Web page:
Featured Research

from universities, journals, and other organizations

77,000-year-old evidence for 'bedding' and use of medicinal plants uncovered at South African rock shelter

Date:
December 8, 2011
Source:
University of Tübingen
Summary:
An international team of researchers has discovered the earliest evidence for the intentional construction of plant "bedding." The 77,000-year-old evidence for preserved plant bedding and the use of insect-repelling plants was discovered in a rock shelter in South Africa.

Prof. Christopher Miller sampling sediments in order to make geological thin sections.
Credit: Prof. Lyn Wadley

Researchers have discovered the earliest evidence for the intentional construction of plant "bedding."

An international team of archaeologists, with the participation of Christopher Miller, junior professor at the University of Tübingen, is reporting 77,000-year-old evidence for preserved plant bedding and the use of insect-repelling plants in a rock shelter in South Africa. This discovery is 50,000 years older than earlier reports of preserved bedding and provides a fascinating insight into the behavioural practices of early modern humans in southern Africa.

The team, led by Lyn Wadley of the University of the Witwatersrand, Johannesburg, in collaboration with Christopher Miller (University of Tübingen, Germany), Christine Sievers and Marion Bamford (University of the Witwatersrand), and Paul Goldberg and Francesco Berna (Boston University, USA), is reporting the discovery in the journal Science, available online this week.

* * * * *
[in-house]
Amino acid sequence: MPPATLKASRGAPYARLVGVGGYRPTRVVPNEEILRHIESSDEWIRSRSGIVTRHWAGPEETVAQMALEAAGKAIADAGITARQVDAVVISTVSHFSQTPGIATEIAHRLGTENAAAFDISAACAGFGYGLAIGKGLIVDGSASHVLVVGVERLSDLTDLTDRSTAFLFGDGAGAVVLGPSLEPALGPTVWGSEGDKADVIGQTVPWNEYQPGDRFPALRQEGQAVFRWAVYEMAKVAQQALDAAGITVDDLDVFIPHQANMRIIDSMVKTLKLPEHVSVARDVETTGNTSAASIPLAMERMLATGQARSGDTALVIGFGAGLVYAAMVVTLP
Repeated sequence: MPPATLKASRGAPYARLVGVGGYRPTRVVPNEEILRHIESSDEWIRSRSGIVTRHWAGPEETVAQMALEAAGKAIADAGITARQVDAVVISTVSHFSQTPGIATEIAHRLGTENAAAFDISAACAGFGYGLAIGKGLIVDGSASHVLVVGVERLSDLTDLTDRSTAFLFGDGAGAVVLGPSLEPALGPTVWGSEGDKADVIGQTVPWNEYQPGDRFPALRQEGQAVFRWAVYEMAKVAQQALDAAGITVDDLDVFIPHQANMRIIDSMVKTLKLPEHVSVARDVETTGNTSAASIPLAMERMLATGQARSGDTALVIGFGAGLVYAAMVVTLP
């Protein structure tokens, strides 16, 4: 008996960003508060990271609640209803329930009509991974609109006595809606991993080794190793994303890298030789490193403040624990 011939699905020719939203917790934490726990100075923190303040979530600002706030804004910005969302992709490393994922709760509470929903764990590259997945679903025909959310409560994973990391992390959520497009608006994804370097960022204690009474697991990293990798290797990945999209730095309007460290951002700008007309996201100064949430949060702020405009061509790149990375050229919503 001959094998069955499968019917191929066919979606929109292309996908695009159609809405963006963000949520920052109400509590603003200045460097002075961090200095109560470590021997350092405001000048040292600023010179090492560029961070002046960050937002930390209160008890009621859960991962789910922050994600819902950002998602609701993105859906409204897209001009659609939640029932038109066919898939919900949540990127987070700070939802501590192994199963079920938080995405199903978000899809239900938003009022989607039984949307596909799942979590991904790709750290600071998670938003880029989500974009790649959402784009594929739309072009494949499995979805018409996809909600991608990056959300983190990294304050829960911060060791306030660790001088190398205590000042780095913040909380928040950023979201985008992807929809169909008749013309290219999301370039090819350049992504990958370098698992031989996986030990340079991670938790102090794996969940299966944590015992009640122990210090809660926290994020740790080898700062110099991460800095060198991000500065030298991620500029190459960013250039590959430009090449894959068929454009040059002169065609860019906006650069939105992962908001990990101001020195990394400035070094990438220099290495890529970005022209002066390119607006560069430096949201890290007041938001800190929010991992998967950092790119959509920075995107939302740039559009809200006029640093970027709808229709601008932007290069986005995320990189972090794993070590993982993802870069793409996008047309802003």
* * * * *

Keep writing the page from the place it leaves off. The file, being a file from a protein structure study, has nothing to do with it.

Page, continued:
The ancient bedding was uncovered during excavations at Sibudu rock shelter (KwaZulu-Natal province, South Africa), where Prof. Wadley has been digging since 1998. At least 15 different layers at the site contain plant bedding, dated between 77,000 and 38,000 years ago. The bedding consists of centimetre-thick layers of compacted stems and leaves of sedges and rushes, extending over at least one square meter and up to three square meters of the excavated area. Christine Sievers, of the University of the Witwatersrand, was able to identify several types of sedges and rushes used in the construction of the bedding.

The oldest evidence for bedding at the site is particularly well-preserved, and consists of a layer of fossilized sedge stems and leaves, overlain by a tissue-paper-thin layer of leaves, identified by botanist Marion Bamford as belonging to Cryptocarya woodii, or River Wild-quince. The leaves of this tree contain chemicals that are insecticidal, and would be suitable for repelling mosquitoes. "The selection of these leaves for the construction of bedding suggests that the inhabitants of Sibudu had an intimate knowledge of the plants surrounding the shelter, and were aware of their medicinal uses. Herbal medicines would have provided advantages for early human health, and the use of insect-repelling plants adds a new dimension to our understanding of human behaviour 77,000 years ago" said Lyn Wadley, honorary professor at the University of the Witwatersrand.